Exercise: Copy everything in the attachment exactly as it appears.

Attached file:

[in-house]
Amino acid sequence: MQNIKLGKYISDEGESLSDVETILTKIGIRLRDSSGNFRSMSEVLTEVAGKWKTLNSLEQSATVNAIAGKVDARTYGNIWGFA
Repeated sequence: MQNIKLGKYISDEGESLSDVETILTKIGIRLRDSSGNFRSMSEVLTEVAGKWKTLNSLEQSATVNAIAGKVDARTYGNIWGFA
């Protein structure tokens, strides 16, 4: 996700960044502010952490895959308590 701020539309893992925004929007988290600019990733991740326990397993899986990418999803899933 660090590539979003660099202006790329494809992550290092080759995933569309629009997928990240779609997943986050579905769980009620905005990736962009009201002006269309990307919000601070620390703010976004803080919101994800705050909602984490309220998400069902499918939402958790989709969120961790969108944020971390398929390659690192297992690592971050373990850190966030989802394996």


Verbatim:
[in-house]
Amino acid sequence: MQNIKLGKYISDEGESLSDVETILTKIGIRLRDSSGNFRSMSEVLTEVAGKWKTLNSLEQSATVNAIAGKVDARTYGNIWGFA
Repeated sequence: MQNIKLGKYISDEGESLSDVETILTKIGIRLRDSSGNFRSMSEVLTEVAGKWKTLNSLEQSATVNAIAGKVDARTYGNIWGFA
């Protein structure tokens, strides 16, 4: 996700960044502010952490895959308590 701020539309893992925004929007988290600019990733991740326990397993899986990418999803899933 660090590539979003660099202006790329494809992550290092080759995933569309629009997928990240779609997943986050579905769980009620905005990736962009009201002006269309990307919000601070620390703010976004803080919101994800705050909602984490309220998400069902499918939402958790989709969120961790969108944020971390398929390659690192297992690592971050373990850190966030989802394996």